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ItemThe care of the pre-school child in N.S.WMcKenzie, Jean Banks ( 1944)THE CARE OF THE PRE-SCHOOL CHILD IN NEW SOUTH WALES. The thesis as presented falls into four definite parts. The first, Section I., is concerned with the history and philosophy of the care of the very young child overseas. As we owe so much, particularly in our educational attitudes, to the "Old Country", an of later years to America also, the relevant developments in these two places have been given. Health, custodial and educational aspects have all been included. The latter part of Section 1 is concerned with philosophical considerations, the modern theories of child care, and their practical applications in that most satisfying and satisfactory environment for the pre-school child, the Nursery School, a development of the twentieth century. Section II, concerned particularly with matters in New South Wales, deals with the two aspects of child-care, Section lIa. with the physical side, Section II b. with the educational provision. Of these, the first emphasises preventive measures, and is concerned with the development of such movements as Maternal and Baby Welfare, the work of the Bush Nursing Association, the Flying Doctor, the Far West Children's Health Scheme and the less romantic but equally essential services of hospitals, clinics, etc.. But in these days other organisations than purely medical ones are being interested in health movements, and so Play Centres too demand a passing word. Section II b. deals with the educational aspect, where more emphasis is placed on the psychological side, though health matters are by no means regarded as unimportant. Here both residential and non-residential facilities available for the pre-school child are reviewed, and the Nursery School is declared to provide the best opportunity for a co-ordinating centre of the interests of the child. The provision made by the State, the Kindergarten Union, the Day Nursery and Nursery Schools Association and the Local Governments surveyed from the point of view of the service each provides for the "whole child"; and conclusions are drawn as to. the value of the provision made for the pre-school child, both qualitatively and quantitatively. Section III. is photographic. Unfortunately, the studies were not taken on my visits, but are due to the generosity of two Nursery School Directors (of the Erskineville Day Nursery and the Free Kindergarten, Maybanke) and my brother, without whose assistance this section would have been very uninspired. Last of all come the appendices containing matters of interest in pre-school work, which from the point of view of perspective could not be included in the main body of the work, yet are of value for reference. Appendix I. shows the educational provision made by the State for. children under the compulsory school age in the more closely settled metropolitan areas. Appendix II. details the provision made by the Kindergarten Union and the Day Nursery and Nursery Schools Association. The long waiting lists emphasise. the inability of voluntary organisations to cope with the problem, even in pre-war days. Appendix III. offers a graded list of toys suitable for pre-school children. Appendix IV. outlines "Emergency" Nursery Courses suggested for the training of staff urgently, needed to supplement the fully trained Kindergarten 'and Nursery School staffs for any further expansion in pre-school care. American and English war-time nursery care is not given in the main part of the thesis as the information was gleaned almost entirely from periodicals and newspaper articles, and one always treats this type of information with reserve, wondering how much of the subject matter is propaganda of some sort, and how much can be accepted as scientific fact. Appendix V. simply contains types of record forms actually in use in the various pre-school institutions.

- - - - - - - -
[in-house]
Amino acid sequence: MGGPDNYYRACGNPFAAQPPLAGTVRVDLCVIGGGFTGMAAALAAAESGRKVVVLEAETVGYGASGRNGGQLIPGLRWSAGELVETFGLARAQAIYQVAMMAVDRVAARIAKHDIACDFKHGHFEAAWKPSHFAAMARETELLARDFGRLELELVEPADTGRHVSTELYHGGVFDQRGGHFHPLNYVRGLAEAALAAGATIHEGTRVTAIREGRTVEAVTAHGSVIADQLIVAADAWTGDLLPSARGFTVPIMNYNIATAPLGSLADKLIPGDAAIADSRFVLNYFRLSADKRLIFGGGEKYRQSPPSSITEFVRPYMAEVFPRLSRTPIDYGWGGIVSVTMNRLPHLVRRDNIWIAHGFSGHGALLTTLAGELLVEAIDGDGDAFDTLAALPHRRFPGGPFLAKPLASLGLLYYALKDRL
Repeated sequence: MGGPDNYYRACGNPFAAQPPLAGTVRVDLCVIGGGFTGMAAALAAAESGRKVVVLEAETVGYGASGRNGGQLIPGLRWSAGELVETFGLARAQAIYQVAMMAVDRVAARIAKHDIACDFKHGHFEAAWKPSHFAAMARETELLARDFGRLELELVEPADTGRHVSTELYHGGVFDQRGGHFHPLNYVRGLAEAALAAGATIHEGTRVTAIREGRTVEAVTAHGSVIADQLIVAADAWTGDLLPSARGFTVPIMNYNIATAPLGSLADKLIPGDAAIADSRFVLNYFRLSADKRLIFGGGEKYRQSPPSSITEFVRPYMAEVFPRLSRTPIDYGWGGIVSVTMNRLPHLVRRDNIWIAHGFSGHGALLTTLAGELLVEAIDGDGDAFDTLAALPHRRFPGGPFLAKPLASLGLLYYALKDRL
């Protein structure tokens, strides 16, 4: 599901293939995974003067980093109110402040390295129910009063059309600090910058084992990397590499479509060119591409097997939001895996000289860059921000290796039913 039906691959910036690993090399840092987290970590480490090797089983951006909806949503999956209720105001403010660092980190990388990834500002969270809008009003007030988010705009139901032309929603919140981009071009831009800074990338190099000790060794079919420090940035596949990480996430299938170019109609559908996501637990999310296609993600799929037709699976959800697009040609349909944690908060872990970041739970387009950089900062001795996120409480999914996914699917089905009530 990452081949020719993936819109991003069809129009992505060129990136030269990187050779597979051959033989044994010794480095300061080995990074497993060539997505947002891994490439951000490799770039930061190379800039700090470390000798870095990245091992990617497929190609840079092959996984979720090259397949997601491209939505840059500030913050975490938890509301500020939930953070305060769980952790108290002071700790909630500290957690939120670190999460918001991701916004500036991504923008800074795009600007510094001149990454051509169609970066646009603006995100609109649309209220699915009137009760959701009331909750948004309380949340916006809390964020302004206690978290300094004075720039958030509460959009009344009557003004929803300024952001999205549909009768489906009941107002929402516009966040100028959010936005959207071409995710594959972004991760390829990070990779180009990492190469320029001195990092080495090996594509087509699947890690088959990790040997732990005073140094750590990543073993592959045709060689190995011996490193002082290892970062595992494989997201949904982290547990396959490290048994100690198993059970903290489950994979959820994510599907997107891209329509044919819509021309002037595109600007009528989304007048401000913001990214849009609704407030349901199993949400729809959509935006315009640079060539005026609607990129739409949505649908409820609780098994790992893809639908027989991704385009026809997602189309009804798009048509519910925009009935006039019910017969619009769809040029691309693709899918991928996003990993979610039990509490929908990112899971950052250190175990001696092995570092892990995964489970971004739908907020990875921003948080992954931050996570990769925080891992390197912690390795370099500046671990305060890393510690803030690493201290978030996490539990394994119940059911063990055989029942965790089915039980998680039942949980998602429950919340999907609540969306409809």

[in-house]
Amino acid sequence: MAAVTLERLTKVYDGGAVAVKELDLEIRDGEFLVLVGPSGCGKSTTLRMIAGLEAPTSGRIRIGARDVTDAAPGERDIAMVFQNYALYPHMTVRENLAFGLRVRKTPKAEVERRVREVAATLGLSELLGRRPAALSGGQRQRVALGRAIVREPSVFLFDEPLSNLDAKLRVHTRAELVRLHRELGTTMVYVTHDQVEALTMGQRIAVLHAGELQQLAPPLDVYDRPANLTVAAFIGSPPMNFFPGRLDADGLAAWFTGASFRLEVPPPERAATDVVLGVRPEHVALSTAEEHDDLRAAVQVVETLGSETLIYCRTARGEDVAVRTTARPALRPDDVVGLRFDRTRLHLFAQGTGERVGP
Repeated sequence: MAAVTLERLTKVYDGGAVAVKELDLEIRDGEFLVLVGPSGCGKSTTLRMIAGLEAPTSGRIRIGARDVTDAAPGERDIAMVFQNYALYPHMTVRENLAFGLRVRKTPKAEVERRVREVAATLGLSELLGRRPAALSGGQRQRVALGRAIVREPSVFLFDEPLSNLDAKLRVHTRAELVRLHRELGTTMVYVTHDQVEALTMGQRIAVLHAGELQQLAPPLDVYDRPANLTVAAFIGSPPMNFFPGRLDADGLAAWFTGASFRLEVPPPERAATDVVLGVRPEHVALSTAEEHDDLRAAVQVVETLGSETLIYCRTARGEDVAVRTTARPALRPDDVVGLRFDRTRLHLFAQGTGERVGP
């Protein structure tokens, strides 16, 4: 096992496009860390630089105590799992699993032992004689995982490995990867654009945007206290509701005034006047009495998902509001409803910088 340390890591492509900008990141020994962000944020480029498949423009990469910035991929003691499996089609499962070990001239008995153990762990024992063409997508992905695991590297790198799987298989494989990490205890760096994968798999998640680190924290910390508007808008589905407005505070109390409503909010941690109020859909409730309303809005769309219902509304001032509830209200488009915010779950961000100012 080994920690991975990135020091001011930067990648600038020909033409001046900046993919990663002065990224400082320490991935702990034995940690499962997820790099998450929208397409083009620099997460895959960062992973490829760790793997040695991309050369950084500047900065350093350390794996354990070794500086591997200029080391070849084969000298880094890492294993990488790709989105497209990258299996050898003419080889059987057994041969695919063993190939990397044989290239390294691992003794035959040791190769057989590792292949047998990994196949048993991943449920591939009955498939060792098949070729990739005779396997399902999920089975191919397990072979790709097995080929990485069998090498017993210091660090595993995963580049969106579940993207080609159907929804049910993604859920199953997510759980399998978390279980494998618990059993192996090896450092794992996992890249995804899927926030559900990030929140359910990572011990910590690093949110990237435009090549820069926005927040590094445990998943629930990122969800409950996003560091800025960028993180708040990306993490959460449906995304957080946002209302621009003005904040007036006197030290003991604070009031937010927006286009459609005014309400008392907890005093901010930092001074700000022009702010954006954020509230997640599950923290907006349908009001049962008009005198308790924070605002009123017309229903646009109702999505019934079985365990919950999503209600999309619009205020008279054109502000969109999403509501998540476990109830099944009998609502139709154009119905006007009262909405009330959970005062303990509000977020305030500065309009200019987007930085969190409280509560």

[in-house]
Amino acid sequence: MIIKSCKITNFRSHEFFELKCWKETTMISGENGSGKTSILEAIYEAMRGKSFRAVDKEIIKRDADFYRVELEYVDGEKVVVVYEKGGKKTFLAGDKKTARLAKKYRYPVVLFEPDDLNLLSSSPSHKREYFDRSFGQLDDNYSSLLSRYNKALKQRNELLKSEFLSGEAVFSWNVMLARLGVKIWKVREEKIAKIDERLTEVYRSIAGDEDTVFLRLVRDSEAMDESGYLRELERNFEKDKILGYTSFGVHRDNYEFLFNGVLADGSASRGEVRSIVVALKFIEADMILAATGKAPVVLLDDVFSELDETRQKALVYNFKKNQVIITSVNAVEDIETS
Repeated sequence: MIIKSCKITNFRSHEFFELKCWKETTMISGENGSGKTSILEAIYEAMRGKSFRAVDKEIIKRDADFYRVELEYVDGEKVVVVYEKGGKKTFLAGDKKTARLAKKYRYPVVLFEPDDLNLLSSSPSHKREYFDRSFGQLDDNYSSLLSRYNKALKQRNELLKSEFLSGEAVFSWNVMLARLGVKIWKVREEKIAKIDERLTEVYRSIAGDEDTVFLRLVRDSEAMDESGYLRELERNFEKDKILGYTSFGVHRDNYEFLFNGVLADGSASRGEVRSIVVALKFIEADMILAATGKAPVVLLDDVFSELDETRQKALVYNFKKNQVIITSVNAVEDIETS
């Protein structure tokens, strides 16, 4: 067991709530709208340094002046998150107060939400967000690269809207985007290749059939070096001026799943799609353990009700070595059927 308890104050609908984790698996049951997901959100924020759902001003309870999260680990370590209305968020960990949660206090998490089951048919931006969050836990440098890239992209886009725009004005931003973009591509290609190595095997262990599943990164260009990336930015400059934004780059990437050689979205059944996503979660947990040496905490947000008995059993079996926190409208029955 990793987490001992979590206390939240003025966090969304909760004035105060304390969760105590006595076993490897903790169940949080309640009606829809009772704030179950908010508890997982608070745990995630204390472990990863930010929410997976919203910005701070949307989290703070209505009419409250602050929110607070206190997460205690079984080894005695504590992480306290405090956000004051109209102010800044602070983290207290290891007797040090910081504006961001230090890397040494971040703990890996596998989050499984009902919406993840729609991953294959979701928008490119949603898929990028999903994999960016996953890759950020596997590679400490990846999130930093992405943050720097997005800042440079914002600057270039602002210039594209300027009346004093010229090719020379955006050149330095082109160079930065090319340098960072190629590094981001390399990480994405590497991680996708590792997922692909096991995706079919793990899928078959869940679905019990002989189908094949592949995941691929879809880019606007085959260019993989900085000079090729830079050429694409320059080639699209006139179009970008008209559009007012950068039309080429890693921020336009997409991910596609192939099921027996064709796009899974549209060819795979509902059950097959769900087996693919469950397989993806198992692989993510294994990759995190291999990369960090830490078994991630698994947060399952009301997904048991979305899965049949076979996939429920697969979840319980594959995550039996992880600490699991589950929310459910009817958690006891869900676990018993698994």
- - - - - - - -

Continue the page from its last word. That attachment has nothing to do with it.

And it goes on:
ItemLive and learn: a plan for an educated citizenryCumming, Ian ( 1946)The creators and improvers of Attic prose, the chief literary and most elegant language of ancient Greece, were the Sophists, who flourished in the latter half of the 5th century B.C. They were really a class of teachers or popular lecturers which met the demand for education among the people in those days. It is extremely doubtful if they had any common philosophical doctrine. Grote has disproved the traditional view of the Sophists that their intellectualism was characterised by scepticism and ethical egoism; this charge is still made against adult educators: Whatever criticism might be made of the Sophists - Socrates and Plato opposed them - they made a definite contribution to culture. Adult education had its genesis with them. They introduced the people to a wide range of general knowledge, they led their listeners into discussions, they investigated history, poetry, mathematics and science. The fact that they received fees for their courses and made a livelihood out of their teaching did not commend itself to the Greece of that time. It is strange how history repeats itself; even today there is a reluctance on the part of some individuals to pay teachers in order that they might make a livelihood: From the time of the Sophists, philosophers of all hues have agreed on the point that education is a lifelong process. It is no matter for congratulation that today we are far from applying that fact. When the franchise was extended greatly during the last century and politicians decided that, in their own interests, their masters should be educated, the education provided was confined to childhood. Some years ago H. G. Wells surprised a complacent world by declaring that we must choose between education and catastrophe. We know now which prevailed. But because we have suffered a world catastrophe, the primary and secondary schools are not to be castigated. The children could have done nothing to avert this conflict; the older generation, the adults, with parochial prejudices, should have served this world better. It should be the supreme aim of a democratic state to have an informed and intelligent citizenry; democracy is sustained by education. (From Introduction)